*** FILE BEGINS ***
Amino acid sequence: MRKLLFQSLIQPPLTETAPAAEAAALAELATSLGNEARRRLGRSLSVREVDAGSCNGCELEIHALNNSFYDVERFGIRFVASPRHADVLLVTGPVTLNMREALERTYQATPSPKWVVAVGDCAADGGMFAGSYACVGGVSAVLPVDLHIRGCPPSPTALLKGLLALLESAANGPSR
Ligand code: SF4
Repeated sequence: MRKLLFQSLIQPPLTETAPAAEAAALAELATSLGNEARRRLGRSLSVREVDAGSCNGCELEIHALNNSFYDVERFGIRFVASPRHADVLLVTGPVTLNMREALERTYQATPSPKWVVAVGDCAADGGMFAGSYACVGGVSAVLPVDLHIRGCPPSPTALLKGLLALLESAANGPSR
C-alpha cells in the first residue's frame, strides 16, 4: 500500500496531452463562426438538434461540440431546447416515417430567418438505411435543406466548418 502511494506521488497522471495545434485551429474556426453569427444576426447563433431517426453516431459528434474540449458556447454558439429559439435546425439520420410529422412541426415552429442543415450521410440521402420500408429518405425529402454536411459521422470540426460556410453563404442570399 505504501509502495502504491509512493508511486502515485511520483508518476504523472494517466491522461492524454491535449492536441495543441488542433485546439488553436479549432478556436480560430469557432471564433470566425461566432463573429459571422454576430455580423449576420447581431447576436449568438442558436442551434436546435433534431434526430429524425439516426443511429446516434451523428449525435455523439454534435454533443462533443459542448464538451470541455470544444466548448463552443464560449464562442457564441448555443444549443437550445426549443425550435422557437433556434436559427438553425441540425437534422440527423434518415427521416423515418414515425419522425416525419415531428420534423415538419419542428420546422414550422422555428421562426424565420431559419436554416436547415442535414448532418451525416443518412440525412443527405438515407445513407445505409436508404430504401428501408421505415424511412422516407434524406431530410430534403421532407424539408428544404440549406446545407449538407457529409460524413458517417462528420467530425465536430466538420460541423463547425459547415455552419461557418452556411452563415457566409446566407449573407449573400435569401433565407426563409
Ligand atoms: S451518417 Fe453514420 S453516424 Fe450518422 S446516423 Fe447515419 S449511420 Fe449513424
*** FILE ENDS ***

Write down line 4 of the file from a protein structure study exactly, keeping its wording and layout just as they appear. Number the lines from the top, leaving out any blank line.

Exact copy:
C-alpha cells in the first residue's frame, strides 16, 4: 500500500496531452463562426438538434461540440431546447416515417430567418438505411435543406466548418 502511494506521488497522471495545434485551429474556426453569427444576426447563433431517426453516431459528434474540449458556447454558439429559439435546425439520420410529422412541426415552429442543415450521410440521402420500408429518405425529402454536411459521422470540426460556410453563404442570399 505504501509502495502504491509512493508511486502515485511520483508518476504523472494517466491522461492524454491535449492536441495543441488542433485546439488553436479549432478556436480560430469557432471564433470566425461566432463573429459571422454576430455580423449576420447581431447576436449568438442558436442551434436546435433534431434526430429524425439516426443511429446516434451523428449525435455523439454534435454533443462533443459542448464538451470541455470544444466548448463552443464560449464562442457564441448555443444549443437550445426549443425550435422557437433556434436559427438553425441540425437534422440527423434518415427521416423515418414515425419522425416525419415531428420534423415538419419542428420546422414550422422555428421562426424565420431559419436554416436547415442535414448532418451525416443518412440525412443527405438515407445513407445505409436508404430504401428501408421505415424511412422516407434524406431530410430534403421532407424539408428544404440549406446545407449538407457529409460524413458517417462528420467530425465536430466538420460541423463547425459547415455552419461557418452556411452563415457566409446566407449573407449573400435569401433565407426563409